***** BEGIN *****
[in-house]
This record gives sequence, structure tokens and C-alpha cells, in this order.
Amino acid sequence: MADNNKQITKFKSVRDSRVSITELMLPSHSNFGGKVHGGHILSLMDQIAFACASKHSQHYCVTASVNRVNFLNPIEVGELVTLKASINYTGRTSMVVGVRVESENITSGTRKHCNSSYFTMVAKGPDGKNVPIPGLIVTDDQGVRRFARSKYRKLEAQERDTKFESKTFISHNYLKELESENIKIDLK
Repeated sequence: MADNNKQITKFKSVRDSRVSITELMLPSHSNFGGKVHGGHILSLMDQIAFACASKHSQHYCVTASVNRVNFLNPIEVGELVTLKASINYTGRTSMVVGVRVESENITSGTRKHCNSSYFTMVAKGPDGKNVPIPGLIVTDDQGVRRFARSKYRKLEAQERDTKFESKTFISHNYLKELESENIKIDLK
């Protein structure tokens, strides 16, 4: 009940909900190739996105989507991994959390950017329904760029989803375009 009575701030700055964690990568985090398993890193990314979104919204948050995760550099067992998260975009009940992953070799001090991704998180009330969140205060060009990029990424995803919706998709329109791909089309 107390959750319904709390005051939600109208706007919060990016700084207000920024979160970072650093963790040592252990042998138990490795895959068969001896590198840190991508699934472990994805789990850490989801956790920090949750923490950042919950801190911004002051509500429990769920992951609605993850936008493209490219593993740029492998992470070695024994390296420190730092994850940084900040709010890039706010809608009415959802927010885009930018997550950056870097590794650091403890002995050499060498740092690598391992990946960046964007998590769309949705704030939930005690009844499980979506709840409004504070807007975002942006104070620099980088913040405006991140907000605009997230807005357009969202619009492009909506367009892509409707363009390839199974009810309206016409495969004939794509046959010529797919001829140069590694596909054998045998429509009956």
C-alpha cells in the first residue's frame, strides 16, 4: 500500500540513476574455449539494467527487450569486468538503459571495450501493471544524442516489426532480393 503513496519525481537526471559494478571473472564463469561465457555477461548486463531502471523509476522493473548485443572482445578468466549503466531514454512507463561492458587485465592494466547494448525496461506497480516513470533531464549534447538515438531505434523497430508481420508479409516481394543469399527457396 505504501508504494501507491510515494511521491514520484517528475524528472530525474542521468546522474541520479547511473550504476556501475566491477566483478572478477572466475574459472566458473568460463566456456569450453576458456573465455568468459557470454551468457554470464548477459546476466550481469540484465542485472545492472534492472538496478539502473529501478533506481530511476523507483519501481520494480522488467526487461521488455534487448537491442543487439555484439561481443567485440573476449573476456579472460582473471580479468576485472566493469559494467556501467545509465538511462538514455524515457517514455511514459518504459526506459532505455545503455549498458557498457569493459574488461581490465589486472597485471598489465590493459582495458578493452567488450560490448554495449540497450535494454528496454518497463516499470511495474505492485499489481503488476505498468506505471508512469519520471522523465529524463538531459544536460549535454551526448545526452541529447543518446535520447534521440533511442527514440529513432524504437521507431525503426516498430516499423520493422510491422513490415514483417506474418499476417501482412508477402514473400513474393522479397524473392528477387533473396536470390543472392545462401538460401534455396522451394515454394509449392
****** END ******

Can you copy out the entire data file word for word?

[in-house]
This record gives sequence, structure tokens and C-alpha cells, in this order.
Amino acid sequence: MADNNKQITKFKSVRDSRVSITELMLPSHSNFGGKVHGGHILSLMDQIAFACASKHSQHYCVTASVNRVNFLNPIEVGELVTLKASINYTGRTSMVVGVRVESENITSGTRKHCNSSYFTMVAKGPDGKNVPIPGLIVTDDQGVRRFARSKYRKLEAQERDTKFESKTFISHNYLKELESENIKIDLK
Repeated sequence: MADNNKQITKFKSVRDSRVSITELMLPSHSNFGGKVHGGHILSLMDQIAFACASKHSQHYCVTASVNRVNFLNPIEVGELVTLKASINYTGRTSMVVGVRVESENITSGTRKHCNSSYFTMVAKGPDGKNVPIPGLIVTDDQGVRRFARSKYRKLEAQERDTKFESKTFISHNYLKELESENIKIDLK
């Protein structure tokens, strides 16, 4: 009940909900190739996105989507991994959390950017329904760029989803375009 009575701030700055964690990568985090398993890193990314979104919204948050995760550099067992998260975009009940992953070799001090991704998180009330969140205060060009990029990424995803919706998709329109791909089309 107390959750319904709390005051939600109208706007919060990016700084207000920024979160970072650093963790040592252990042998138990490795895959068969001896590198840190991508699934472990994805789990850490989801956790920090949750923490950042919950801190911004002051509500429990769920992951609605993850936008493209490219593993740029492998992470070695024994390296420190730092994850940084900040709010890039706010809608009415959802927010885009930018997550950056870097590794650091403890002995050499060498740092690598391992990946960046964007998590769309949705704030939930005690009844499980979506709840409004504070807007975002942006104070620099980088913040405006991140907000605009997230807005357009969202619009492009909506367009892509409707363009390839199974009810309206016409495969004939794509046959010529797919001829140069590694596909054998045998429509009956």
C-alpha cells in the first residue's frame, strides 16, 4: 500500500540513476574455449539494467527487450569486468538503459571495450501493471544524442516489426532480393 503513496519525481537526471559494478571473472564463469561465457555477461548486463531502471523509476522493473548485443572482445578468466549503466531514454512507463561492458587485465592494466547494448525496461506497480516513470533531464549534447538515438531505434523497430508481420508479409516481394543469399527457396 505504501508504494501507491510515494511521491514520484517528475524528472530525474542521468546522474541520479547511473550504476556501475566491477566483478572478477572466475574459472566458473568460463566456456569450453576458456573465455568468459557470454551468457554470464548477459546476466550481469540484465542485472545492472534492472538496478539502473529501478533506481530511476523507483519501481520494480522488467526487461521488455534487448537491442543487439555484439561481443567485440573476449573476456579472460582473471580479468576485472566493469559494467556501467545509465538511462538514455524515457517514455511514459518504459526506459532505455545503455549498458557498457569493459574488461581490465589486472597485471598489465590493459582495458578493452567488450560490448554495449540497450535494454528496454518497463516499470511495474505492485499489481503488476505498468506505471508512469519520471522523465529524463538531459544536460549535454551526448545526452541529447543518446535520447534521440533511442527514440529513432524504437521507431525503426516498430516499423520493422510491422513490415514483417506474418499476417501482412508477402514473400513474393522479397524473392528477387533473396536470390543472392545462401538460401534455396522451394515454394509449392